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During the 1980s, migration was understood in terms of the images presented in works like Oscar Handlin’s The Uprooted. More recently, our understanding of migration has been influenced by Rogers Brubaker’s works on diasporas and “diasporization”. The main element considered by Brubaker was the persistence of a cultural identity as a continuum from the point of departure to the point of arrival. Recently, the improvements in communication and technology have made spatial mobility possible, thus creating a need to review theoretical approaches to the history of migration. Until recent times, nation–states were considered the proper framework for the study of this phenomenon. Researchers show special interest in the impact of migration in socio-economic structures. Transnational practices and the uses of “ethnic markers” make us think about the cultural side of diásporas, government policies to preserve national identities, the goals of the migrant communities themselves and their experiences in the construction of ethnic identities of their own. We also consider the heterogeinity of Japanese culture and present the case of Okinawan culture. Lastly, we introduce the experience of Argentinians of Japanese descent in Japan and how they construct a new identity.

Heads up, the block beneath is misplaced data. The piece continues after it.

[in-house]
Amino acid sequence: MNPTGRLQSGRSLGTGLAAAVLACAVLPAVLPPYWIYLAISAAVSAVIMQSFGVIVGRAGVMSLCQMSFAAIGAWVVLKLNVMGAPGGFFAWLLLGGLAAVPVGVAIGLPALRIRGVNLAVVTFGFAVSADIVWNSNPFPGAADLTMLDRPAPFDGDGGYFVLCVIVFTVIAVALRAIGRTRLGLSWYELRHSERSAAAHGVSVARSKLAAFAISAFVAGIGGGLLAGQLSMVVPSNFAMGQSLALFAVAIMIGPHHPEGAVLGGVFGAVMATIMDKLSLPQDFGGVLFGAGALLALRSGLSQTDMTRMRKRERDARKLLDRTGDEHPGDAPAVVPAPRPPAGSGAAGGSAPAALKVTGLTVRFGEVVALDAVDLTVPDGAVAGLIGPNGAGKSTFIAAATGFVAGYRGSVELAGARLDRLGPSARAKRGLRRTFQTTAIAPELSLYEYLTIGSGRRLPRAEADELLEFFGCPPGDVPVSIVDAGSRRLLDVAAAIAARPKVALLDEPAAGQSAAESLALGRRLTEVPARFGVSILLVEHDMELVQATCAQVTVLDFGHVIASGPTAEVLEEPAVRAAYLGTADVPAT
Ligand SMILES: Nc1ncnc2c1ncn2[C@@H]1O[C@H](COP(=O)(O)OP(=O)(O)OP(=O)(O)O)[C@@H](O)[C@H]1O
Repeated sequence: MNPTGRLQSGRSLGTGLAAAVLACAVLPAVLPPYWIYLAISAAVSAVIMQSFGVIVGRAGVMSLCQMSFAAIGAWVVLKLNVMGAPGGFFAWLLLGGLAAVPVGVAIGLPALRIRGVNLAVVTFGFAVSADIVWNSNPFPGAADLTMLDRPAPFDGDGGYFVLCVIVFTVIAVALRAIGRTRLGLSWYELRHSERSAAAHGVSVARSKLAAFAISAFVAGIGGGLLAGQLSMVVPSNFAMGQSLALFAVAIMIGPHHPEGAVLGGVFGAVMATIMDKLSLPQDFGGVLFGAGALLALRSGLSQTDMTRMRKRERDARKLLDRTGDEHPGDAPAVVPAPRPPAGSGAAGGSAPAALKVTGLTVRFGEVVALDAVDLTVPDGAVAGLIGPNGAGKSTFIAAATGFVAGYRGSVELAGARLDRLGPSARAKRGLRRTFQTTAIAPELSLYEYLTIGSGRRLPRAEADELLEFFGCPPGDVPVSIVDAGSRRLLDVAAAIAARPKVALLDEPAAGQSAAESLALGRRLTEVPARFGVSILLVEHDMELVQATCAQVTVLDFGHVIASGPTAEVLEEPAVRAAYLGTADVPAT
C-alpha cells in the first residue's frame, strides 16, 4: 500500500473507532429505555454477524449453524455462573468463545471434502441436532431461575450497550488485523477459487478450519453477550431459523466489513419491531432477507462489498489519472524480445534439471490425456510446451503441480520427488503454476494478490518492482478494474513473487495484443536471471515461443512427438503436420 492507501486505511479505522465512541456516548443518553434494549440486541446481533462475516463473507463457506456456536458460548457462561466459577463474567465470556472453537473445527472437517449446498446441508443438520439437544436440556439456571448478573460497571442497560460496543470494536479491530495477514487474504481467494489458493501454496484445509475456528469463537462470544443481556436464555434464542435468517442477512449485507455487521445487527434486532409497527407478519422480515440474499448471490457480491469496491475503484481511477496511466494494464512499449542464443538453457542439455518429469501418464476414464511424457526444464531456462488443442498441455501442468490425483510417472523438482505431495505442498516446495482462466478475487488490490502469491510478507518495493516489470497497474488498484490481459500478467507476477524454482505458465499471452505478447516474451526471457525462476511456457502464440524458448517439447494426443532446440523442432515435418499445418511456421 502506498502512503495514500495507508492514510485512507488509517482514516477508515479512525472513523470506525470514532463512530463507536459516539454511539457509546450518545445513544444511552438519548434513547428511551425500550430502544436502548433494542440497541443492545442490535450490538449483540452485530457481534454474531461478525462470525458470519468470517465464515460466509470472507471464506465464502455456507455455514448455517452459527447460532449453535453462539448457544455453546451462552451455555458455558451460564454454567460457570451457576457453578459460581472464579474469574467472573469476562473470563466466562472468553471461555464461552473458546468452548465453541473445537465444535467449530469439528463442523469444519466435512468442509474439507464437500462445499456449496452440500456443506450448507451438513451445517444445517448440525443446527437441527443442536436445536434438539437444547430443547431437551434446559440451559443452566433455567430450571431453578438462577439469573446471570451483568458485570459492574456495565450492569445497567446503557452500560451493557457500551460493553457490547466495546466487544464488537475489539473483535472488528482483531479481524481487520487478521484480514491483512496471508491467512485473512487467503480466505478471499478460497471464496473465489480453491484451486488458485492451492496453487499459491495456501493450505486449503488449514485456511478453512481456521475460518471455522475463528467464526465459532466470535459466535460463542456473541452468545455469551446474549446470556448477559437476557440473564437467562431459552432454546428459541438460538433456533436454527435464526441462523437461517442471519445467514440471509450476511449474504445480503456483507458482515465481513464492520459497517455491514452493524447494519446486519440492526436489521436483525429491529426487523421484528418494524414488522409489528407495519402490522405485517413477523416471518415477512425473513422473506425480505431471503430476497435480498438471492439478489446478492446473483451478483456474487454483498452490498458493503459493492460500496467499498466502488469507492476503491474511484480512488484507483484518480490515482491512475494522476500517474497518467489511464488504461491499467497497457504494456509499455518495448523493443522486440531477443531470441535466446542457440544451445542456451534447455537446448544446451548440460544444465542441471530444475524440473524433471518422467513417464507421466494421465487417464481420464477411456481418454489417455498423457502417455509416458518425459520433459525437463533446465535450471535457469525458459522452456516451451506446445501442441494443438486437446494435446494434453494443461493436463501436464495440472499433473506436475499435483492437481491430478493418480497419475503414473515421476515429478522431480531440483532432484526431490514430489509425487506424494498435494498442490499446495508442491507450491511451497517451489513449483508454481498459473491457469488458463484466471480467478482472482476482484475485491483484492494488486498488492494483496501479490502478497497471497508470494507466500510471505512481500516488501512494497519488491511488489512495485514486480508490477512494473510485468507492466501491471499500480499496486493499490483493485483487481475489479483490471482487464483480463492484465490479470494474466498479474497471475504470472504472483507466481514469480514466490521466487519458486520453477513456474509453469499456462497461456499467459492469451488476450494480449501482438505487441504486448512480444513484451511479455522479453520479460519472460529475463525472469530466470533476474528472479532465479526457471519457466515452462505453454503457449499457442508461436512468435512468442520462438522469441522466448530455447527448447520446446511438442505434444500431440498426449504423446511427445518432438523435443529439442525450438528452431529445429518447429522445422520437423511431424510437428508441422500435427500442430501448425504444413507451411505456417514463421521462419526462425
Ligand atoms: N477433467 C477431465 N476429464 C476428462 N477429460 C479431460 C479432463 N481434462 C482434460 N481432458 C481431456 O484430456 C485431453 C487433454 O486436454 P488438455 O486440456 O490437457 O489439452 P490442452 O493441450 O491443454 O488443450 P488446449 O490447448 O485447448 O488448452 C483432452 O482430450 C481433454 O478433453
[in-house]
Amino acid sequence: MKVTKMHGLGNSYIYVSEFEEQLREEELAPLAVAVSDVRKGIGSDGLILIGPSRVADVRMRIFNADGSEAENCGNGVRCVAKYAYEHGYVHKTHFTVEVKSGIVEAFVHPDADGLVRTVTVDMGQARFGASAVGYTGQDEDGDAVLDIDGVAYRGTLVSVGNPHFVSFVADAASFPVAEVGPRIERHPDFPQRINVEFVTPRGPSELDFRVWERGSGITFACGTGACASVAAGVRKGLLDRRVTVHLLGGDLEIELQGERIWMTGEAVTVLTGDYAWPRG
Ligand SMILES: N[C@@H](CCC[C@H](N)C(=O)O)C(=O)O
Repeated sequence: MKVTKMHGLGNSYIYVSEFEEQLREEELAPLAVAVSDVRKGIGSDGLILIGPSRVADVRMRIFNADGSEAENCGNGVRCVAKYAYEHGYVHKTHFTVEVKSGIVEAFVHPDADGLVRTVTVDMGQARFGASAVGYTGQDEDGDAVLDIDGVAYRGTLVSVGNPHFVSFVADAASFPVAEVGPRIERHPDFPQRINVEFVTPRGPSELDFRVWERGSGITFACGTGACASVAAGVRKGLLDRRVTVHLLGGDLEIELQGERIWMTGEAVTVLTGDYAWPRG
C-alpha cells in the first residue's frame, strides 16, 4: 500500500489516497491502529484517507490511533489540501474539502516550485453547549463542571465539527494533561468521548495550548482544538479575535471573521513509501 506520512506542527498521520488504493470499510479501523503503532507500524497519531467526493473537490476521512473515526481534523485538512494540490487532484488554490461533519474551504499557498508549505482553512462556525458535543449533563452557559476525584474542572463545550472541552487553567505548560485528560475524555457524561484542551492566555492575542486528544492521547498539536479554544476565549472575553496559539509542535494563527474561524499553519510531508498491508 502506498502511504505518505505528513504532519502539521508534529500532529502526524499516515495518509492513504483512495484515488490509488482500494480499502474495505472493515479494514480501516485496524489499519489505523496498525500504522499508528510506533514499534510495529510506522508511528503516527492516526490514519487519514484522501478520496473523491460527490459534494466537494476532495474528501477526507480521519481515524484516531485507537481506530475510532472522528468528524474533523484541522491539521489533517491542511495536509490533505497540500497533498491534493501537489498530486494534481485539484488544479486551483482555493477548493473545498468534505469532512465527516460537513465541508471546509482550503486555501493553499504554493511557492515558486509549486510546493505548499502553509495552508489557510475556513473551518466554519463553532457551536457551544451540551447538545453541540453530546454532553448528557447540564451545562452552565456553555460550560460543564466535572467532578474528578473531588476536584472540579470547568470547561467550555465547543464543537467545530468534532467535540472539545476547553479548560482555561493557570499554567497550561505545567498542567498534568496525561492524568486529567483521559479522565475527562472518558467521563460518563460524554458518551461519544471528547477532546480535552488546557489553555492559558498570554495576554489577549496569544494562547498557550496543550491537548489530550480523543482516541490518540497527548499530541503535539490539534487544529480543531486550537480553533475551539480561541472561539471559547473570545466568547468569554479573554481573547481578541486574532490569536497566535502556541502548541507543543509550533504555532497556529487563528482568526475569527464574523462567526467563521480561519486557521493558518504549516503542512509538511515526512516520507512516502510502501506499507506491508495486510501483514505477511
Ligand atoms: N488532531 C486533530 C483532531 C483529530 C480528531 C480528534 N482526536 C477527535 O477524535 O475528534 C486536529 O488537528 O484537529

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Obra disponible en acceso abierto bajo licencia Creative Commons Atribución-
NoComercial-SinDerivadas 2.5 Argentina (http://creativecommons.org/licenses/by-nc-nd/2.5/ar/)